- THE MAGAZINE
- NEW PRODUCTS
- Advertiser Index
- Raw & Manufactured Materials Overview
- Classifieds & Services Marketplace
- Product & Literature Showcases
- List Rental
- Market Trends
- Material Properties Charts
- Custom Content & Marketing Services
- CI Top 10 Advanced Ceramic Manufacturers
- Virtual Supplier Brochures
Mohawk Industries, Inc. recently announced 2009 first quarter sales of $1,208 million, a decrease of 30% from 2008, which includes two fewer days (or 3% less) than last year. The company had an operating loss of $146 million in the quarter. A charge of $122 million was recorded for a discontinued carpet tile backing, which included a $110 million sales allowance and a $12 million inventory reserve. Sales declined 20%, excluding the sales allowance, on a constant exchange rate with comparable days.
Operating income was $42 million, excluding the carpet tile charge, a $62 million FIFO inventory flow through and a $4 million restructuring cost. The company’s loss in the first quarter was $1.55 per share, or $106 million. Based on the current business environment, all segments anticipate positive operating income in the second quarter.
“In the quarter, we generated $38 million of operating cash flow, which is a $118 million improvement over first quarter 2008,” said Jeffrey S. Lorberbaum, chairman and chief executive officer. “Working capital improved, with inventories declining $183 million during the quarter. The balance sheet remains strong with a cash balance of $137 million and credit availability of more than $800 million. The economic conditions in both U.S. and Europe remain weak in all channels. Commercial construction and remodeling projects are being postponed due to the uncertainty in the economy. The government stimulus, low interest rates, and easing credit should improve the residential business. All segments continue to focus on cash generation by reducing infrastructure, operating costs, capital expenditures and working capital. During the quarter we reduced production units below sales levels to lower inventories, negatively impacting overhead absorption. We cut employment levels by almost 2000, shut down four operations and reduced warehousing space about one million square feet.”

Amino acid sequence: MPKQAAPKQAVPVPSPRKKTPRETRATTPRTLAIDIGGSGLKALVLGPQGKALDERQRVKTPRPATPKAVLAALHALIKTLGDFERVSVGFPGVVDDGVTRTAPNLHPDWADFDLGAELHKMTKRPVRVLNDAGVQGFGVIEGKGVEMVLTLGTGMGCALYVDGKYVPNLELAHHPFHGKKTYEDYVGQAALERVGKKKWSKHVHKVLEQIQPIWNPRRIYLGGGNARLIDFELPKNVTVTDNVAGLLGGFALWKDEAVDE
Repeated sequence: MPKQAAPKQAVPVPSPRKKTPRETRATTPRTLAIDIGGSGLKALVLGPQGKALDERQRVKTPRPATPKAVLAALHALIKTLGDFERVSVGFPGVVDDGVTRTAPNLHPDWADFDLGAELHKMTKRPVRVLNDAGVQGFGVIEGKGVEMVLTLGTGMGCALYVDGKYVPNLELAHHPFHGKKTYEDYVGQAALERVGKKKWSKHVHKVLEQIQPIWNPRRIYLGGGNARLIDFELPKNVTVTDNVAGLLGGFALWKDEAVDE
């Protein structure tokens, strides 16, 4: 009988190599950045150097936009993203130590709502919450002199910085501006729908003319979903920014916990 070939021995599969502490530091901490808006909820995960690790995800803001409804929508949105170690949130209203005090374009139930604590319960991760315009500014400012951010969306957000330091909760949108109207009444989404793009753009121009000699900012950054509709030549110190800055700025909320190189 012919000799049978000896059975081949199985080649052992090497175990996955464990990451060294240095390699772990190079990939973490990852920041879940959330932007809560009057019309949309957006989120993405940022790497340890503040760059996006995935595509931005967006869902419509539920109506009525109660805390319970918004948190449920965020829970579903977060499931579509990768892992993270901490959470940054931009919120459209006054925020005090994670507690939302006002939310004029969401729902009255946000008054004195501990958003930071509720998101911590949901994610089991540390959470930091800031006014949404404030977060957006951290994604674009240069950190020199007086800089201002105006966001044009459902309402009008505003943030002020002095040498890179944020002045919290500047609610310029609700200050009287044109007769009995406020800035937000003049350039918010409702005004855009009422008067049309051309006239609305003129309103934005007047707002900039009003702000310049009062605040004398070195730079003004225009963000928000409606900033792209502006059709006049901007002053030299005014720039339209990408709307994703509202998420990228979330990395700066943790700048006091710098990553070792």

Dal-Tile segment sales were down 20% during the quarter, or 16% on a constant exchange rate with comparable days. Commercial sales continue to decline as business investment deteriorated in the period. The company believes that its overall market position has improved as product distribution provided value to its customers. Higher unabsorbed overhead costs compressed margins as Dal-Tile reduced production and inventory. In addition, distribution and selling costs were deleveraged due to the lower volume. The company continues to reduce sales, marketing, administrative and distribution infrastructure, and is consolidating several low-volume service centers, reducing staffing and renegotiating rents in many locations. Dal-Tile has improved its manufacturing productivity, product yields and distribution costs. The company is introducing an engineered stone program for indoor and outdoor uses and a new wood program that architectural representatives will specify. It is also expanding its distribution and product line in the Mexican market, which is performing better than the U.S. market.
It is expected that seasonal improvements in volume should increase utilization rates and positively impact all of Mohawk’s business in the second quarter. All of the segments are expected to have positive operating income in the second quarter from cost reductions, lower infrastructure, and reduced material and energy costs. Based on these factors, Mohawk’s EPS guidance for the second quarter of 2009 is $.43 to $.52 per share. Excluded from this guidance is an estimated second quarter restructuring charge of approximately $15 million related to closing facilities.
Mohawk does not see a catalyst for a significant change in the overall flooring category in the near term. The company is maximizing sales opportunities while managing cost structure and working capital. It continues to reduce infrastructure based on industry conditions and maximize its cash position. When the recovery begins, the company expects to benefit from the restructurings, efficiency measures and cost reduction initiatives that have been implemented.
For additional information, visit www.mohawkind.com or www.dal-tile.com.